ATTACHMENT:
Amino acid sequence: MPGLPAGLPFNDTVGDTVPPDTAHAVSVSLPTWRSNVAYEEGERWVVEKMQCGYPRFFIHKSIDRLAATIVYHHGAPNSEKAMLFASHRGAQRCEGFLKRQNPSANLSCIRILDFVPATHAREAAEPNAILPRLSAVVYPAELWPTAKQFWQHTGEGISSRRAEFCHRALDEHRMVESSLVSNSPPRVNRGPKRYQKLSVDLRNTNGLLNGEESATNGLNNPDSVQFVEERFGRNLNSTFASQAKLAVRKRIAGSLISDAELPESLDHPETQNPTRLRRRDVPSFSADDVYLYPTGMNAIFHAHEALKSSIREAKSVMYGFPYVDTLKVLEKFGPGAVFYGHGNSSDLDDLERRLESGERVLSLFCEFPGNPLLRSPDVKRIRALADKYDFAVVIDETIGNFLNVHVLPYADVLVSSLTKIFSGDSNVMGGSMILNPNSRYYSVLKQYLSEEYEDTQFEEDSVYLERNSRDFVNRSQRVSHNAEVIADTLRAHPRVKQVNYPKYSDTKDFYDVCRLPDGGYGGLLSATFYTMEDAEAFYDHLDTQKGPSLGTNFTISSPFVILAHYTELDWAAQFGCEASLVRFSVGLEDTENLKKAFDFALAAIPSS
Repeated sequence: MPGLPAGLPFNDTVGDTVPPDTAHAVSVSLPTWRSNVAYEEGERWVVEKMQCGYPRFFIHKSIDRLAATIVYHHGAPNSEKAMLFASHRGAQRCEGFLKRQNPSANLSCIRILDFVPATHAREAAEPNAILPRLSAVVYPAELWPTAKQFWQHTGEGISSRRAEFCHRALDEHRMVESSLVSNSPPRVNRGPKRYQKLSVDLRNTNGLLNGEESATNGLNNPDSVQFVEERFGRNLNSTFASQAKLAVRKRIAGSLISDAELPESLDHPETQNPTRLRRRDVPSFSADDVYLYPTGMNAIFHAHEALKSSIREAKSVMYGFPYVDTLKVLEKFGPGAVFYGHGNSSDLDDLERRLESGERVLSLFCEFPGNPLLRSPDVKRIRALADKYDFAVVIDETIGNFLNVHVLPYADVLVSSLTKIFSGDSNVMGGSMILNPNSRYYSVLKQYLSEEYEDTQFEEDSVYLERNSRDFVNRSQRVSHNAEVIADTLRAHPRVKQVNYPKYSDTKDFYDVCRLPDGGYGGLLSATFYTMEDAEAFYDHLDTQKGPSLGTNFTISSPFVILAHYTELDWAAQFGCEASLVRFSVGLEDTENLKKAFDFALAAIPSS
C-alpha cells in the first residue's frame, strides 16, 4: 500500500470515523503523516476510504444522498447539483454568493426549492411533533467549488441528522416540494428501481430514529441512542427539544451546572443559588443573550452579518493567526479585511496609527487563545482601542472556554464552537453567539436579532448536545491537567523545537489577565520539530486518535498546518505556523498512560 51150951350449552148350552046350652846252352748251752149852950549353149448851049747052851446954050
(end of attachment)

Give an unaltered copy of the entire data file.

Amino acid sequence: MPGLPAGLPFNDTVGDTVPPDTAHAVSVSLPTWRSNVAYEEGERWVVEKMQCGYPRFFIHKSIDRLAATIVYHHGAPNSEKAMLFASHRGAQRCEGFLKRQNPSANLSCIRILDFVPATHAREAAEPNAILPRLSAVVYPAELWPTAKQFWQHTGEGISSRRAEFCHRALDEHRMVESSLVSNSPPRVNRGPKRYQKLSVDLRNTNGLLNGEESATNGLNNPDSVQFVEERFGRNLNSTFASQAKLAVRKRIAGSLISDAELPESLDHPETQNPTRLRRRDVPSFSADDVYLYPTGMNAIFHAHEALKSSIREAKSVMYGFPYVDTLKVLEKFGPGAVFYGHGNSSDLDDLERRLESGERVLSLFCEFPGNPLLRSPDVKRIRALADKYDFAVVIDETIGNFLNVHVLPYADVLVSSLTKIFSGDSNVMGGSMILNPNSRYYSVLKQYLSEEYEDTQFEEDSVYLERNSRDFVNRSQRVSHNAEVIADTLRAHPRVKQVNYPKYSDTKDFYDVCRLPDGGYGGLLSATFYTMEDAEAFYDHLDTQKGPSLGTNFTISSPFVILAHYTELDWAAQFGCEASLVRFSVGLEDTENLKKAFDFALAAIPSS
Repeated sequence: MPGLPAGLPFNDTVGDTVPPDTAHAVSVSLPTWRSNVAYEEGERWVVEKMQCGYPRFFIHKSIDRLAATIVYHHGAPNSEKAMLFASHRGAQRCEGFLKRQNPSANLSCIRILDFVPATHAREAAEPNAILPRLSAVVYPAELWPTAKQFWQHTGEGISSRRAEFCHRALDEHRMVESSLVSNSPPRVNRGPKRYQKLSVDLRNTNGLLNGEESATNGLNNPDSVQFVEERFGRNLNSTFASQAKLAVRKRIAGSLISDAELPESLDHPETQNPTRLRRRDVPSFSADDVYLYPTGMNAIFHAHEALKSSIREAKSVMYGFPYVDTLKVLEKFGPGAVFYGHGNSSDLDDLERRLESGERVLSLFCEFPGNPLLRSPDVKRIRALADKYDFAVVIDETIGNFLNVHVLPYADVLVSSLTKIFSGDSNVMGGSMILNPNSRYYSVLKQYLSEEYEDTQFEEDSVYLERNSRDFVNRSQRVSHNAEVIADTLRAHPRVKQVNYPKYSDTKDFYDVCRLPDGGYGGLLSATFYTMEDAEAFYDHLDTQKGPSLGTNFTISSPFVILAHYTELDWAAQFGCEASLVRFSVGLEDTENLKKAFDFALAAIPSS
C-alpha cells in the first residue's frame, strides 16, 4: 500500500470515523503523516476510504444522498447539483454568493426549492411533533467549488441528522416540494428501481430514529441512542427539544451546572443559588443573550452579518493567526479585511496609527487563545482601542472556554464552537453567539436579532448536545491537567523545537489577565520539530486518535498546518505556523498512560 51150951350449552148350552046350652846252352748251752149852950549353149448851049747052851446954050